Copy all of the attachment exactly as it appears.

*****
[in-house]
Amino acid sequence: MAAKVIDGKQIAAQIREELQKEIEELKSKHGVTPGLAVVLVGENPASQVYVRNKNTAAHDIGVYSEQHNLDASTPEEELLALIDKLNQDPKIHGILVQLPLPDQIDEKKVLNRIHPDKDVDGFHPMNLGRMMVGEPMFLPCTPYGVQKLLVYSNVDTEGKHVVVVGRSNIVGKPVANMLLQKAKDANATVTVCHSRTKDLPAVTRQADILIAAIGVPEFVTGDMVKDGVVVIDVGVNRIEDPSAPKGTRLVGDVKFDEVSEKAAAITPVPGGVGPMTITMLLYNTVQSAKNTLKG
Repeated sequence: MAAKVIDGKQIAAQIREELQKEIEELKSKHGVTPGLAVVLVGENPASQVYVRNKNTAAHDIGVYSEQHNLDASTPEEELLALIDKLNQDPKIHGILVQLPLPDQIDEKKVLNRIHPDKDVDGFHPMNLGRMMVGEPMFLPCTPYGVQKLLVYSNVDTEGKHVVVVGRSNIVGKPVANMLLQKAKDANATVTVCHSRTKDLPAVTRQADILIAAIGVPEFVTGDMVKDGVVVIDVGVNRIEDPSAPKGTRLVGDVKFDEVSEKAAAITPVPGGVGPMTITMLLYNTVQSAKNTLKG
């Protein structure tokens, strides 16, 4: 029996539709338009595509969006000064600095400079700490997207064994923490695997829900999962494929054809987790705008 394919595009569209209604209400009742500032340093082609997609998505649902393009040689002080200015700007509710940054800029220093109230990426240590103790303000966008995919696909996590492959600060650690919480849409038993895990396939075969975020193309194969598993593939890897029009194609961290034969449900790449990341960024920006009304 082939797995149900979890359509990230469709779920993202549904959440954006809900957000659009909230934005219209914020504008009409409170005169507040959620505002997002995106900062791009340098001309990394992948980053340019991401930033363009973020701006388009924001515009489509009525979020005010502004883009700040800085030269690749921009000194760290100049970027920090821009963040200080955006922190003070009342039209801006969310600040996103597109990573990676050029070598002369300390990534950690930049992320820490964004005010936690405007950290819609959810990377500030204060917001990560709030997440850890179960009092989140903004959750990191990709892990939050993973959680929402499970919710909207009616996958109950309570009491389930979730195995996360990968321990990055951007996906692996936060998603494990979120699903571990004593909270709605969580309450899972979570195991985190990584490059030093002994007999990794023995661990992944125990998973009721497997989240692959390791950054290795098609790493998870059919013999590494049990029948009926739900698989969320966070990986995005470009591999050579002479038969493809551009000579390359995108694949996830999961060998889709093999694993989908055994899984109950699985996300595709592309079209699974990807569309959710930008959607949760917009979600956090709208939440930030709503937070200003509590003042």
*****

[in-house]
Amino acid sequence: MAAKVIDGKQIAAQIREELQKEIEELKSKHGVTPGLAVVLVGENPASQVYVRNKNTAAHDIGVYSEQHNLDASTPEEELLALIDKLNQDPKIHGILVQLPLPDQIDEKKVLNRIHPDKDVDGFHPMNLGRMMVGEPMFLPCTPYGVQKLLVYSNVDTEGKHVVVVGRSNIVGKPVANMLLQKAKDANATVTVCHSRTKDLPAVTRQADILIAAIGVPEFVTGDMVKDGVVVIDVGVNRIEDPSAPKGTRLVGDVKFDEVSEKAAAITPVPGGVGPMTITMLLYNTVQSAKNTLKG
Repeated sequence: MAAKVIDGKQIAAQIREELQKEIEELKSKHGVTPGLAVVLVGENPASQVYVRNKNTAAHDIGVYSEQHNLDASTPEEELLALIDKLNQDPKIHGILVQLPLPDQIDEKKVLNRIHPDKDVDGFHPMNLGRMMVGEPMFLPCTPYGVQKLLVYSNVDTEGKHVVVVGRSNIVGKPVANMLLQKAKDANATVTVCHSRTKDLPAVTRQADILIAAIGVPEFVTGDMVKDGVVVIDVGVNRIEDPSAPKGTRLVGDVKFDEVSEKAAAITPVPGGVGPMTITMLLYNTVQSAKNTLKG
């Protein structure tokens, strides 16, 4: 029996539709338009595509969006000064600095400079700490997207064994923490695997829900999962494929054809987790705008 394919595009569209209604209400009742500032340093082609997609998505649902393009040689002080200015700007509710940054800029220093109230990426240590103790303000966008995919696909996590492959600060650690919480849409038993895990396939075969975020193309194969598993593939890897029009194609961290034969449900790449990341960024920006009304 082939797995149900979890359509990230469709779920993202549904959440954006809900957000659009909230934005219209914020504008009409409170005169507040959620505002997002995106900062791009340098001309990394992948980053340019991401930033363009973020701006388009924001515009489509009525979020005010502004883009700040800085030269690749921009000194760290100049970027920090821009963040200080955006922190003070009342039209801006969310600040996103597109990573990676050029070598002369300390990534950690930049992320820490964004005010936690405007950290819609959810990377500030204060917001990560709030997440850890179960009092989140903004959750990191990709892990939050993973959680929402499970919710909207009616996958109950309570009491389930979730195995996360990968321990990055951007996906692996936060998603494990979120699903571990004593909270709605969580309450899972979570195991985190990584490059030093002994007999990794023995661990992944125990998973009721497997989240692959390791950054290795098609790493998870059919013999590494049990029948009926739900698989969320966070990986995005470009591999050579002479038969493809551009000579390359995108694949996830999961060998889709093999694993989908055994899984109950699985996300595709592309079209699974990807569309959710930008959607949760917009979600956090709208939440930030709503937070200003509590003042």